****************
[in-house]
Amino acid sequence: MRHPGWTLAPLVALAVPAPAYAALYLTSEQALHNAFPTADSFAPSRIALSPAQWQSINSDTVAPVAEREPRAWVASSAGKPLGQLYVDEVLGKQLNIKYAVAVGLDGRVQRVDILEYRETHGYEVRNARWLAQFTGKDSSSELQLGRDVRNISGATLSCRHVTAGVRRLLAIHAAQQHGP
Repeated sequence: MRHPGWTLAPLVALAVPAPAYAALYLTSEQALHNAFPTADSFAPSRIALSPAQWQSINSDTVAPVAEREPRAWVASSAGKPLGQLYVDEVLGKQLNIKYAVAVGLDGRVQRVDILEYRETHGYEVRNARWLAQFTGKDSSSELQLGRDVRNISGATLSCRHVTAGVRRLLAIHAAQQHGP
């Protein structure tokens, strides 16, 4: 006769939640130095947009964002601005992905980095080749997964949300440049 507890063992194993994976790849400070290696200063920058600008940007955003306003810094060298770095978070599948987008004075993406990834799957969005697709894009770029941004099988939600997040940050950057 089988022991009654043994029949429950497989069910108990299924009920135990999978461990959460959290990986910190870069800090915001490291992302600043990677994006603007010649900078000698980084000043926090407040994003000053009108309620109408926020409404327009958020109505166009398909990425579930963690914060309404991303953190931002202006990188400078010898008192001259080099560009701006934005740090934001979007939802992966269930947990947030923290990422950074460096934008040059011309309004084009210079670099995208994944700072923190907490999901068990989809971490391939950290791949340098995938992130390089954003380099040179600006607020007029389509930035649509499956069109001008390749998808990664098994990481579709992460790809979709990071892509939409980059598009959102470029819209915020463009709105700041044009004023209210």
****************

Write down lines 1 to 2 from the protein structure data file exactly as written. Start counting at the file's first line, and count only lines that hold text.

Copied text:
[in-house]
Amino acid sequence: MRHPGWTLAPLVALAVPAPAYAALYLTSEQALHNAFPTADSFAPSRIALSPAQWQSINSDTVAPVAEREPRAWVASSAGKPLGQLYVDEVLGKQLNIKYAVAVGLDGRVQRVDILEYRETHGYEVRNARWLAQFTGKDSSSELQLGRDVRNISGATLSCRHVTAGVRRLLAIHAAQQHGP